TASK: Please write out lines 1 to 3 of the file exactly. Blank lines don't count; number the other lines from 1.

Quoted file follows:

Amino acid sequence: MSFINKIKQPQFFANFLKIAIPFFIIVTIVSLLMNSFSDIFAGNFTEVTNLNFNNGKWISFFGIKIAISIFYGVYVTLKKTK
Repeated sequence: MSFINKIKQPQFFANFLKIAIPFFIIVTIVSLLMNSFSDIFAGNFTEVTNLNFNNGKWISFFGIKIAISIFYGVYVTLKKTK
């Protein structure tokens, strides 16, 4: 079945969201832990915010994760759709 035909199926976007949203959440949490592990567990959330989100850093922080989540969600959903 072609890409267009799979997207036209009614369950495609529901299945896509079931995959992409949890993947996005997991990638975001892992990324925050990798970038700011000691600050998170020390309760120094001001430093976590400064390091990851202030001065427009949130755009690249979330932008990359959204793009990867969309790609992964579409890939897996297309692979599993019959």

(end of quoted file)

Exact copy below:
Amino acid sequence: MSFINKIKQPQFFANFLKIAIPFFIIVTIVSLLMNSFSDIFAGNFTEVTNLNFNNGKWISFFGIKIAISIFYGVYVTLKKTK
Repeated sequence: MSFINKIKQPQFFANFLKIAIPFFIIVTIVSLLMNSFSDIFAGNFTEVTNLNFNNGKWISFFGIKIAISIFYGVYVTLKKTK
């Protein structure tokens, strides 16, 4: 079945969201832990915010994760759709 035909199926976007949203959440949490592990567990959330989100850093922080989540969600959903 072609890409267009799979997207036209009614369950495609529901299945896509079931995959992409949890993947996005997991990638975001892992990324925050990798970038700011000691600050998170020390309760120094001001430093976590400064390091990851202030001065427009949130755009690249979330932008990359959204793009990867969309790609992964579409890939897996297309692979599993019959």